Pac-Man, Tetris Join MoMA Collection; Mario, Zelda Soon to Follow

Ready your joysticks and cheat codes, design fans, because the Museum of Modern Art has opened its collection to video games. The initial selection of 14, ranging from Pac-Man and Tetris to Passage and Canabalt, is “the seedbed for an initial wish list of about 40 to be acquired in the near future, as well as for a new category of artworks in MoMA’s collection that we hope will grow in the future,” wrote MoMA curator Paola Antontelli in a recent post on the museum’s blog.

The newly acquired games will be installed at the museum in March 2013. Among the titles that MoMA is looking to add are some classics–Pong, Space Invaders, Donkey Kong, Super Mario Bros–and some wild cards (we didn’t see Marble Madness coming). Here’s hoping that Duck Hunt and Paperboy will eventually take their place alongside Pollocks and Picassos. So, does this mean that video games are art? “They sure are, but they are also design, and a design approach is what we chose for this new foray into this universe,” notes Antonelli. “The games are selected as outstanding examples of interaction design–a field that MoMA has already explored and collected extensively, and one of the most important and oft-discussed expressions of contemporary design creativity.”

Smithsonian’s American Art Museum Prepares to Launch ‘The Art of Video Games’

Last spring, when the Smithsonian‘s American Art Museum both announced their The Art of Video Games exhibition and asked for crowd sourced submissions for what to include, it brought down their servers for a while as they were inundated with traffic. That was clearly an early sign that this might be a slightly popular show. Now, almost a year later, it’s nearly time to see just how swarmed the museum will be. The exhibition opens on Friday, March 16th, kicking off with a three day festival (pdf) celebrating the launch. Games will be available to play, 8-bit musicians will be on hand to perform, films like Tron and The King of Kong will be screened (the cast of the latter will even be on hand for a meet and greet on Sunday), and a number of panels with industry legends will be sprinkled throughout (the ones with Hideo Kojima and Nolan Bushnell are apparently already sold out). For those outside of DC, or who haven’t been able to get tickets quickly enough, the museum will also be webcasting the events throughout the weekend. We’re no psychics, but we have a sense that this might be a fairly popular show, all the way out through when it wraps up in September. Here’s a description of what the exhibition will look like:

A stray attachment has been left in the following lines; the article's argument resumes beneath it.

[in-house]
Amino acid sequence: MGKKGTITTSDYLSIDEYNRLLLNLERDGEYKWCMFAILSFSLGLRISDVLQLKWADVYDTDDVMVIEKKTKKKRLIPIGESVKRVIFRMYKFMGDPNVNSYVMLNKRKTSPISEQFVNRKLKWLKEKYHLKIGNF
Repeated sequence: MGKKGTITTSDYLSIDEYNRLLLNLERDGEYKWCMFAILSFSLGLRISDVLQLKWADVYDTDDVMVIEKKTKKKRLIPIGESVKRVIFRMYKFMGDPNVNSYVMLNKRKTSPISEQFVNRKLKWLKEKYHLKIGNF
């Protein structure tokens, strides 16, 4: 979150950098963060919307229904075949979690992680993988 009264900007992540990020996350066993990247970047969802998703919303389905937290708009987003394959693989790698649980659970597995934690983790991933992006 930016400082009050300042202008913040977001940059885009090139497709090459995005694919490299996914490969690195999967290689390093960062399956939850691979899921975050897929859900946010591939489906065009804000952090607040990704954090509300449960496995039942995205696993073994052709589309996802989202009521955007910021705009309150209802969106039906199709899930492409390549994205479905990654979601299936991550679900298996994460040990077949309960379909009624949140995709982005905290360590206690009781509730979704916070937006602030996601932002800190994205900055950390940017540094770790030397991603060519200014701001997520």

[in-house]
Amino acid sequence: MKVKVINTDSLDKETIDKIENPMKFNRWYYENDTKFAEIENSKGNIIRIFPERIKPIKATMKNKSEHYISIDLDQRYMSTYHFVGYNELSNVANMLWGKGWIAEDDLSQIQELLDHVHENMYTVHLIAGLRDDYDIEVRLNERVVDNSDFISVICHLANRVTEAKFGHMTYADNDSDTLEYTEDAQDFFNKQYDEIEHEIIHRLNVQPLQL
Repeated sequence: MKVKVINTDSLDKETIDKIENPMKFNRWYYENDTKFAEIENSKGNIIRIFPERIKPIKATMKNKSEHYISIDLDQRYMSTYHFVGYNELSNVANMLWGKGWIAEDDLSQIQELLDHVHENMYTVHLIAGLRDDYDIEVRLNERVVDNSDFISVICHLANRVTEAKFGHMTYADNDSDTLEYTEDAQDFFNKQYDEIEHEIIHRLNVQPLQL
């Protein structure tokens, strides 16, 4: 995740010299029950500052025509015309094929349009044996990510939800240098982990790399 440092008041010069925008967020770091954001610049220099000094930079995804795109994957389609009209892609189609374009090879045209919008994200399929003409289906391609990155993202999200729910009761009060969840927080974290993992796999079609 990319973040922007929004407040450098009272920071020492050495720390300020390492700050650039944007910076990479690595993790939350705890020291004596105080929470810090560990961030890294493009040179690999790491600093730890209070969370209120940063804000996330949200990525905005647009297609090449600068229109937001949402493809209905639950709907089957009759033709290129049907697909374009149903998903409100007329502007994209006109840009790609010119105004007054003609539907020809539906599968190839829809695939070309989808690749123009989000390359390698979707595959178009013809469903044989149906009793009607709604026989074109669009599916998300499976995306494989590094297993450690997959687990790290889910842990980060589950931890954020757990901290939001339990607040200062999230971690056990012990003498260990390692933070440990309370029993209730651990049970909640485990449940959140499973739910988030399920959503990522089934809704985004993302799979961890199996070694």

Visitors to the exhibition are greeted by excerpts from selected games projected 12 feet high, accompanied by a chipmusic soundtrack by 8 Bit Weapon and ComputeHer, including “The Art of Video Games Anthem” recorded by 8 Bit Weapon specifically for the exhibition. These multimedia elements convey the excitement and complexity of the featured video games. An interior gallery includes a series of short videos showing the range of emotional responses players have while interacting with games. Excerpts from interviews with 20 influential figures in the gaming world also are presented in the galleries.

Despite What You Might Have Thought You Read, Nintendo Would Like You to Know That Legendary Game Designer Shigeru Miyamoto is Not Retiring

A high-profile controversy has bubbled up late this week in a fairly surprising place: game design. Earlier in the week, Wired conducted an interview with Shigeru Miyamoto, the legendary Nintendo designer responsible for titles like Mario, Donkey Kong, and Zelda. Therein, the magazine seemed to grab a red hot exclusive in learning that Miyamoto was planning to retire, leaving Nintendo to go work on his own, perhaps start something like a new game company on his own. However, by yesterday, the game company was on serious damage control, adamantly denying, as their shares on the stock market fell because of the news, that there was any truth to it whatsoever. Turns out, it was perhaps all just a mix of a fairly devious headline on Wired‘s part (“Nintendo’s Miyamoto Stepping Down, Working on Smaller Games”), and an audience who perhaps didn’t read beyond it, or didn’t quite get what he was trying to say in the rest of the piece. In it, Miyamoto fairly clearly states that he’s merely using threats of retirement to encourage younger developers to realize he won’t always be there and they’ll need to start doing some innovating of their own. “The reason why I’m stressing that is that unless I say that I’m retiring, I cannot nurture the young developers,” he tells the magazine. So while he might be making a move within Nintendo, the designer, unless he’s pulling a Will Alsop-style bait and switch, isn’t moving away just yet.